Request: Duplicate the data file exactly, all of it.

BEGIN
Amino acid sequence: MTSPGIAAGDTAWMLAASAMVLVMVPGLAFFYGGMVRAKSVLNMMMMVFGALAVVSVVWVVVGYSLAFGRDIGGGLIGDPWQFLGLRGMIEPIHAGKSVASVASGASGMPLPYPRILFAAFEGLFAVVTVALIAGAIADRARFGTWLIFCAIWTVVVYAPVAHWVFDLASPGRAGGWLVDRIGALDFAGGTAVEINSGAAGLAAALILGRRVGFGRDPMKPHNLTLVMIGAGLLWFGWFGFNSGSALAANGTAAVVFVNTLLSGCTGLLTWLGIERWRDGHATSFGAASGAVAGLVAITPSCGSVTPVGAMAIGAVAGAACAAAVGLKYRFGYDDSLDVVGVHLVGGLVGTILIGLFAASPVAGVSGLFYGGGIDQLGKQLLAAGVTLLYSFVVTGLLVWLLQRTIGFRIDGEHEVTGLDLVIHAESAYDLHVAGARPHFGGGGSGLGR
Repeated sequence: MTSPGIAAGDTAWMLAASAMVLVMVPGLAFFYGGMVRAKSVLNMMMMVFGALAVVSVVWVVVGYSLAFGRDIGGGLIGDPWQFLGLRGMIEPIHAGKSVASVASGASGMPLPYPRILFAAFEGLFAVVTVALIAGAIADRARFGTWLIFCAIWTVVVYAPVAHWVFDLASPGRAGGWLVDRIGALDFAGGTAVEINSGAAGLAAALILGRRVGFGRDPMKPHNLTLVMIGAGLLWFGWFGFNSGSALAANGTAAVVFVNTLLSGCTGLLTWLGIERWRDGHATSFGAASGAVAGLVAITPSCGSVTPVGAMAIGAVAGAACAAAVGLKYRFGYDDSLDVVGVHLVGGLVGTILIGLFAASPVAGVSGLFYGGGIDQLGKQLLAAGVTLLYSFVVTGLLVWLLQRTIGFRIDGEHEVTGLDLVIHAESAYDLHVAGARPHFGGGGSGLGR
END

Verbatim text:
Amino acid sequence: MTSPGIAAGDTAWMLAASAMVLVMVPGLAFFYGGMVRAKSVLNMMMMVFGALAVVSVVWVVVGYSLAFGRDIGGGLIGDPWQFLGLRGMIEPIHAGKSVASVASGASGMPLPYPRILFAAFEGLFAVVTVALIAGAIADRARFGTWLIFCAIWTVVVYAPVAHWVFDLASPGRAGGWLVDRIGALDFAGGTAVEINSGAAGLAAALILGRRVGFGRDPMKPHNLTLVMIGAGLLWFGWFGFNSGSALAANGTAAVVFVNTLLSGCTGLLTWLGIERWRDGHATSFGAASGAVAGLVAITPSCGSVTPVGAMAIGAVAGAACAAAVGLKYRFGYDDSLDVVGVHLVGGLVGTILIGLFAASPVAGVSGLFYGGGIDQLGKQLLAAGVTLLYSFVVTGLLVWLLQRTIGFRIDGEHEVTGLDLVIHAESAYDLHVAGARPHFGGGGSGLGR
Repeated sequence: MTSPGIAAGDTAWMLAASAMVLVMVPGLAFFYGGMVRAKSVLNMMMMVFGALAVVSVVWVVVGYSLAFGRDIGGGLIGDPWQFLGLRGMIEPIHAGKSVASVASGASGMPLPYPRILFAAFEGLFAVVTVALIAGAIADRARFGTWLIFCAIWTVVVYAPVAHWVFDLASPGRAGGWLVDRIGALDFAGGTAVEINSGAAGLAAALILGRRVGFGRDPMKPHNLTLVMIGAGLLWFGWFGFNSGSALAANGTAAVVFVNTLLSGCTGLLTWLGIERWRDGHATSFGAASGAVAGLVAITPSCGSVTPVGAMAIGAVAGAACAAAVGLKYRFGYDDSLDVVGVHLVGGLVGTILIGLFAASPVAGVSGLFYGGGIDQLGKQLLAAGVTLLYSFVVTGLLVWLLQRTIGFRIDGEHEVTGLDLVIHAESAYDLHVAGARPHFGGGGSGLGR